It’s that time of year again. Apple is about to release (or so we hope), it’s new products. Expected to be debuted, the iPhone 6, a release date for iOS8, and the highly anticipated, star of the show, the iWatch.
Will Apple announce the release of iWatch this morning as planned at 10am PDT? If you’re like me, you’ll be listening/watching the event from your desk streaming (sorry Ajay). Really though, it doesn’t matter if it is today. It’s coming, we know it, and that patents certainly show it. The leader in the smartwatch category is currently Samsung, who is also the second overall in smartphones with 27.7% in Q3, in comparison to Apple’s 41.4%. You might be thinking this release like this will have Samsung on edge, but in business a little competition can be good, even if it happens to be the rainmaker, Apple.
What role did Apple’s new wearable play in Nike’s discontinuing of the FuelBand?
1. It Will Grow The Wearable (IoT) Market
Nobody has a better reputation for creating consumer electronics markets like Apple. From the iPod, iPad, and iPhone, we’ve seen Apple do the unthinkable three times over. The smartphone giant, Samsung, didn’t even have a smartphone until 2009, two years after the launch of the first iPhone. By that time, the smartphone market had begun to blossom and had far surpassed what Blackberry had created, and it was obvious, cellphones would never be the same after the iPhone. Sorry Blackberry.
The first iPhone did more than boost Apple’s revenues, it also exploded the smartphone market.
2. They Won’t Release Many Models
To say there is speculation about the iWatch would be an understatement. Even with all the tech oracles in disagreement about whether “this is the new iWatch”, we know one thing, there won’t be more than three models, and most likely just one, that comes out at launch. Apple is famous for creating demand and also having a limited amount of product models. Even though iPods and iPhones have some of the highest ownership rates, there is always a place for other models that serve needs not met by Apple’s limited product line. Samsung’s almost counter approach has worked well so far, and even allowed them to find massive success with their larger screen variations – something Apple will likely parallel tomorrow with the new iPhone 6. With an astonishing 114 Android phone models being release since 2009, Samsung has Apple’s 7 current iPhones bested many times over.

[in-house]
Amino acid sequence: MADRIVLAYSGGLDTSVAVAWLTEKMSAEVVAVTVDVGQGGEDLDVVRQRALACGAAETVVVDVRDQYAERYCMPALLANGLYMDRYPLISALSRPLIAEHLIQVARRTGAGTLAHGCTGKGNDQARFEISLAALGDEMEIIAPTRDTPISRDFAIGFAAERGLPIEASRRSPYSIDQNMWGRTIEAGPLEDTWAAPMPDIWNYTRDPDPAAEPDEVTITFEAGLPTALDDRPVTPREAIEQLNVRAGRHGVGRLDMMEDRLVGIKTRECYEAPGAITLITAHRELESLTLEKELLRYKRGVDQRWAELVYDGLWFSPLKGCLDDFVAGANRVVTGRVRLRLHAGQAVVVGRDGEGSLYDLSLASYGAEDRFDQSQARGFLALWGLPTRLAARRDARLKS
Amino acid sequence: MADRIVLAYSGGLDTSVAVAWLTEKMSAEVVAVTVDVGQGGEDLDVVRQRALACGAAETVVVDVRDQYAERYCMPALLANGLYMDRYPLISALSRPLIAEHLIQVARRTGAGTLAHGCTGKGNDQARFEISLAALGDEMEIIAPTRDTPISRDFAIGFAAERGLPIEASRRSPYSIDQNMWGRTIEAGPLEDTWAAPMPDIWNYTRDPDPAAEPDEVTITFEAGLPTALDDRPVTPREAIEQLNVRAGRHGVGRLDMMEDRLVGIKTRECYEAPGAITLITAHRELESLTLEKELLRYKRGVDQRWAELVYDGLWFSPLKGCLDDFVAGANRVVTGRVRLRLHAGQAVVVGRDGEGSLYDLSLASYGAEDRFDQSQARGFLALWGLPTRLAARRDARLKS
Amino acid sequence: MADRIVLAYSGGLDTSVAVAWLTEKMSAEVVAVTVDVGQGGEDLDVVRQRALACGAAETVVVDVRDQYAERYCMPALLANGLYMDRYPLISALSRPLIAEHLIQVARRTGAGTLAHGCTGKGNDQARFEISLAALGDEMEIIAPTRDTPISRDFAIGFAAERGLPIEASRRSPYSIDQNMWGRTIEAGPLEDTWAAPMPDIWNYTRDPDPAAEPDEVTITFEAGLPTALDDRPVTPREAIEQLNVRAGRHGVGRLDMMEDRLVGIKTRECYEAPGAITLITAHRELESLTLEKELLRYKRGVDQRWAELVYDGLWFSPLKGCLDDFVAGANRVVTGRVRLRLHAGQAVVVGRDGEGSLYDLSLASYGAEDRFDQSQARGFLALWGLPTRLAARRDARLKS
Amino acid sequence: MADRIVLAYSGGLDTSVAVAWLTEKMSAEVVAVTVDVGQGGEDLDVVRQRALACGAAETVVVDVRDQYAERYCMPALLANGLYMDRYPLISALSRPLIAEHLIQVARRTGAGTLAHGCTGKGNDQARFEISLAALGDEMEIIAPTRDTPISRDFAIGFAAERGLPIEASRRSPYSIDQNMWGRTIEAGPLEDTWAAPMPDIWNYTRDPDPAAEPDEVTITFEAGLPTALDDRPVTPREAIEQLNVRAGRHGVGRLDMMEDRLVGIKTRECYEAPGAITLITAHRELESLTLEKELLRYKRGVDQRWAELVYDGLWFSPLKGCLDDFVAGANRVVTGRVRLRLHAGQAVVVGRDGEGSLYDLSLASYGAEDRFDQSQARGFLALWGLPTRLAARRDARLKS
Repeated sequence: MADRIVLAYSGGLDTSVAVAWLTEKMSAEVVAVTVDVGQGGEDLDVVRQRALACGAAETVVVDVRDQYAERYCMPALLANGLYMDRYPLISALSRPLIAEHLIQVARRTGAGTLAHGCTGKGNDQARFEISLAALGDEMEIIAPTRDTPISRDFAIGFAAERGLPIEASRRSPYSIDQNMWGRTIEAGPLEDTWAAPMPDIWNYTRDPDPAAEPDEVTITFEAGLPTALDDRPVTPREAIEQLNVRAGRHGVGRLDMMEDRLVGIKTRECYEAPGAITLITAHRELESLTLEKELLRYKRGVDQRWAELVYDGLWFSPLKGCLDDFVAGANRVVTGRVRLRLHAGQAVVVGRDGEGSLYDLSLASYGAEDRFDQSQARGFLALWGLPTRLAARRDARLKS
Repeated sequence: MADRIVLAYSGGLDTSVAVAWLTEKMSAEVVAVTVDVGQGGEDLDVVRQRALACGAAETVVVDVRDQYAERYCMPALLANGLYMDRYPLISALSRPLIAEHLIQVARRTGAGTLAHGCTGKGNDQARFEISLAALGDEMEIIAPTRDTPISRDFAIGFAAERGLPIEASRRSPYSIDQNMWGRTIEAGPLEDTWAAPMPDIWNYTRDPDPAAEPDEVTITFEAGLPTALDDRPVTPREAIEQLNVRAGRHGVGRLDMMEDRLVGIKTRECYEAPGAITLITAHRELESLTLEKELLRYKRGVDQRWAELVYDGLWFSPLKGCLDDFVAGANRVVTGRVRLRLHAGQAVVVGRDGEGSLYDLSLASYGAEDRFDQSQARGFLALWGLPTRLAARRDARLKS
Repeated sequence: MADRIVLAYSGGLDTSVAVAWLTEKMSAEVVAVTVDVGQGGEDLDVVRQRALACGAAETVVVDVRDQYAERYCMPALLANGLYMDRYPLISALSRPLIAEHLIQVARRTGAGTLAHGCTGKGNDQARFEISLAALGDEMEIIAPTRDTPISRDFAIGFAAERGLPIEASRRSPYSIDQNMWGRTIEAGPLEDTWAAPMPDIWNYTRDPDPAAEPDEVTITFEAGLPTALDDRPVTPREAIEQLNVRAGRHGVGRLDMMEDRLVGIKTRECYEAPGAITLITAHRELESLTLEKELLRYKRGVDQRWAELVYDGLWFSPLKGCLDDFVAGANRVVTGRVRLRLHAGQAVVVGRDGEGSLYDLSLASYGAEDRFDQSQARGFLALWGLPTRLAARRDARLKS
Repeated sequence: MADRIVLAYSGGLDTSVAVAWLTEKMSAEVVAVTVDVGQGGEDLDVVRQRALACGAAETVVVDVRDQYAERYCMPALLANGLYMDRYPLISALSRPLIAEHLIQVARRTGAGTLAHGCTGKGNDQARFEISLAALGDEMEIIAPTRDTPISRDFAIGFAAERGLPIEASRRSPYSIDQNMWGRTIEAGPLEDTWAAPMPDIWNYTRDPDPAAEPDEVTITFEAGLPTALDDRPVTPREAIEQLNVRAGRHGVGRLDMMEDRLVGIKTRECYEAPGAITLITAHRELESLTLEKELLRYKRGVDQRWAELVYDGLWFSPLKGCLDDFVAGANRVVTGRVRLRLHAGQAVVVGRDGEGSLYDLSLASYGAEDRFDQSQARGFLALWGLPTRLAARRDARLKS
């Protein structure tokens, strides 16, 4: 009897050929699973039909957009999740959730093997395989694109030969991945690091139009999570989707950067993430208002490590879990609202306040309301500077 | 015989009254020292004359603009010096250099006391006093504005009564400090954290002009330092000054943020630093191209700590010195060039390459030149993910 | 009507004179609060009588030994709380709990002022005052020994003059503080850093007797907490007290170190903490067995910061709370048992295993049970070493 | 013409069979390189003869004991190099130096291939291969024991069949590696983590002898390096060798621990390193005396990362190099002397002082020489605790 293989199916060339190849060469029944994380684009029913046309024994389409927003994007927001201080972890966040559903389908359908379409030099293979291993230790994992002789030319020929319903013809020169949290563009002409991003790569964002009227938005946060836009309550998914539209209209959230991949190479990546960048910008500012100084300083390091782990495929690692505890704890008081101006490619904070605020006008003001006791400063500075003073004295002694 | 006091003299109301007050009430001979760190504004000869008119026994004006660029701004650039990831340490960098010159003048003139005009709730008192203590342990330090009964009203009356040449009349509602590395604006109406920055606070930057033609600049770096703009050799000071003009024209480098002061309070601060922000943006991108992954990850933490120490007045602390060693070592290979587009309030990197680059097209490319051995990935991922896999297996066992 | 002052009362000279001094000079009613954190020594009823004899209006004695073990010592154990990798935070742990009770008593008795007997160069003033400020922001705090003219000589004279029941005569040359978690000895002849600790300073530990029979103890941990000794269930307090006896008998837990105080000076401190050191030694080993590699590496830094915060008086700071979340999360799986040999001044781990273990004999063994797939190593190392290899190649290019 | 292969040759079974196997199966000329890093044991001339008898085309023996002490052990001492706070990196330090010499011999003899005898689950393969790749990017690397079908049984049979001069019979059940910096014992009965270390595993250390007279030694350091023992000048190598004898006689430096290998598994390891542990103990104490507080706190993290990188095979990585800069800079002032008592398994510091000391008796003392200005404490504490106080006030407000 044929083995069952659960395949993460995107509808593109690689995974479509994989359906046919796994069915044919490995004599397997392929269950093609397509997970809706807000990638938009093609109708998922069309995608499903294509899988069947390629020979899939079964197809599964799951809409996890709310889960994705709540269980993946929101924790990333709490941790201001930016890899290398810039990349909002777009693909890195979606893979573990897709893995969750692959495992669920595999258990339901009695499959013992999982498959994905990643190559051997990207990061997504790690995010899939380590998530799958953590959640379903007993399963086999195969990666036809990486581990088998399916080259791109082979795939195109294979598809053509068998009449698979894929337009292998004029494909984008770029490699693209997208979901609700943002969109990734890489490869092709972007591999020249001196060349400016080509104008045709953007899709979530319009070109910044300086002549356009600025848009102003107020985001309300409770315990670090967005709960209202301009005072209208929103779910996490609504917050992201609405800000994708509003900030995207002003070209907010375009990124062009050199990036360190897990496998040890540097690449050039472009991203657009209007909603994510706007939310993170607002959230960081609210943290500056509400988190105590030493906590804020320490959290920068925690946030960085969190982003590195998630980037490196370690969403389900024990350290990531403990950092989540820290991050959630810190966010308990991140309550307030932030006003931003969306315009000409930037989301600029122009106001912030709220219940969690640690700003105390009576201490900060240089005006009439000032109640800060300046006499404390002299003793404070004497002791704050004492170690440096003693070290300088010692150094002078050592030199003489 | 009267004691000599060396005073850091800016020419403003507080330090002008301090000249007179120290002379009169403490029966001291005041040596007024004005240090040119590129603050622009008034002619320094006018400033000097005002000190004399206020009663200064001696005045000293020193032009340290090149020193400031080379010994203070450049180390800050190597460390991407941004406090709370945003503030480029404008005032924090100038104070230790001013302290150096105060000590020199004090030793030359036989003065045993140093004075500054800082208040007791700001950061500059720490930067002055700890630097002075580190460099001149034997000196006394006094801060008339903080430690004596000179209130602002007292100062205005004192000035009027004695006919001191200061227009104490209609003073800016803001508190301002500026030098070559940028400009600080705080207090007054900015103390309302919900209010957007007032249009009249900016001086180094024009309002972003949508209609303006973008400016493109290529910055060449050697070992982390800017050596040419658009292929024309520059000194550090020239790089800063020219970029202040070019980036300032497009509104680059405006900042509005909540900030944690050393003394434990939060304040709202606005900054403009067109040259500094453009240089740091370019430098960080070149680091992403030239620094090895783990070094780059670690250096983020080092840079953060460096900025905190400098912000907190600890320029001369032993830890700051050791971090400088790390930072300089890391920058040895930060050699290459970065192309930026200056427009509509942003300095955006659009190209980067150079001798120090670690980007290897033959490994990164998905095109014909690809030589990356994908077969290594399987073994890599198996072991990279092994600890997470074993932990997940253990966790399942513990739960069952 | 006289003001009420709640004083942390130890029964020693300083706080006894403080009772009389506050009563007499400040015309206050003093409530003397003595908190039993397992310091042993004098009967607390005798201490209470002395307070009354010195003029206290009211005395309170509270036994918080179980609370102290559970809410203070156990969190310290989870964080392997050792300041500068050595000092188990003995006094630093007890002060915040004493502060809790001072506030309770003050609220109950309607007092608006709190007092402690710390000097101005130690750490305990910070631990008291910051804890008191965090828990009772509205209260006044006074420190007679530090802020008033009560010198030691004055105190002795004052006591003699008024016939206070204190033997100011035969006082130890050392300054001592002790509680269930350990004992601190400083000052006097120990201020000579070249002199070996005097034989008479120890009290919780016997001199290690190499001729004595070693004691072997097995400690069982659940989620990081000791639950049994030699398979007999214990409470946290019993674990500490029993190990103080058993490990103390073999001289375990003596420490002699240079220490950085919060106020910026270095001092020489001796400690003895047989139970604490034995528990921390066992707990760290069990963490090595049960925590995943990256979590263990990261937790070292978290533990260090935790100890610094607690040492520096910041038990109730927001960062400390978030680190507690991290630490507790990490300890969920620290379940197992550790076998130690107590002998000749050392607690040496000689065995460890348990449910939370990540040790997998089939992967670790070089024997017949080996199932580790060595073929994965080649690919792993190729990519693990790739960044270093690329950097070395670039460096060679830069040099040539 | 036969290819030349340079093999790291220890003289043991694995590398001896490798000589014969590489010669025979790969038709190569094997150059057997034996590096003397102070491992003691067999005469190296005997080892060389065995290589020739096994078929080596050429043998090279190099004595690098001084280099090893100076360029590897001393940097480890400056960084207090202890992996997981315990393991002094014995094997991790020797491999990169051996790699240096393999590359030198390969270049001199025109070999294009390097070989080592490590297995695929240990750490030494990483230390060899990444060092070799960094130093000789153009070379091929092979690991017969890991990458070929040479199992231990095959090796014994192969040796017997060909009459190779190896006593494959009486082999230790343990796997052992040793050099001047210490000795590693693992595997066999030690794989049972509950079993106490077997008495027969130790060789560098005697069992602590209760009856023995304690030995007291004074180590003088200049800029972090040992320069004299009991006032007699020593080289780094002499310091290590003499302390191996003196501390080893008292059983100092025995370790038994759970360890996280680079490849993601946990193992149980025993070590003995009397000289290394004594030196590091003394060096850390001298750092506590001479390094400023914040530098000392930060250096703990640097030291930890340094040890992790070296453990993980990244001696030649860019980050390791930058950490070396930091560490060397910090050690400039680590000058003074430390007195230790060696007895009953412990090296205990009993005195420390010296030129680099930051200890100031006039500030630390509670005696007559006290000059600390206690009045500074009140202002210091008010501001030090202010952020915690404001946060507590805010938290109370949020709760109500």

Apple’s product offerings are much more limited than Samsung. Allowing the South Korean giant to capture unfilled, consumer niches.
3. It Won’t Be Available Immediately
Most agree that even if the iWatch launches tomorrow, it won’t be available for a while, some even say as late as January 2015. Why is this? Rumors are swirling, everything from inactive supply chains too staggering it after the launch of the latest iPhone. Whatever the reason, it’s unlikely we will see the product hit Apple Stores or FedEx carriers soon. This will be good for Samsung, who already has multiple smart watch models for sale. They also will have their newest, flexible screen equipped, Gear S smartwatch for sale in early October. With all the talk around the iWatch swirling and some potential wearable customers hungry for a fix, they are surely going to get customers who can’t wait for the late launch expected by Apple.
If you enjoy waiting in lawn furniture for long periods of time, the next iWatch will be your bag. Or you could just buy the awesome looking, Samsung Gear S.
4. It Will Create More Smartwatch Apps
Apps are a critical piece to the smartphone puzzle, and another piece of the iWatch story will be how it’s integrated into Apple’s App store. Even though Samsung and Apple will likely have different functionalities to their wearable offering, it’s also just as likely that many of the biggest Apps will be released on both platforms. With Apple also pioneering the App space, it’s new product releases are coveted by hard hitting developers, who are, ready to start spending their time with the Cupertino cowboy’s latest and greatest. With Apps being just as critical to Samsung’s smartphone strategy as to Apple’s, it’s going to be huge to see more developers and getting training in smartwatch App development. By the numbers, the two behemoths stand almost neck and neck, and even though Apple brings in significantly more money to App developers, there are going to be many who choose Android or both to develop the next Flappy Bird.
Android’s App store has over a million Apps and counting for their phones. Another 100,000 specifically for Samsung’s wearable products would certainly add value.
Bonus: It Could Be Samsung’s Turn to Rule
Lots has happened in the last five years. For one, Samsung has become a serious hardware contender to to Apple. Samsung’s smart product market share is credible, and they are doing amazing things with their hardware and with their business associate, Google, to help them. On another level, a more somber one, there is no longer Steve Jobs at the helm. While Tim Cook has done an excellent job, developing Apple’s revenues in China, rolling out iOS 7 faster than ever, and continuing to foster the developer community, it’s just doesn’t feel the same. No amazing product segments developed, rather a capitalization on projects and products from the past.
So will Samsung be biting their nails during tomorrow’s release, probably, but they will also be loving what effect that the iWatch announcement will have on their Gear product sales.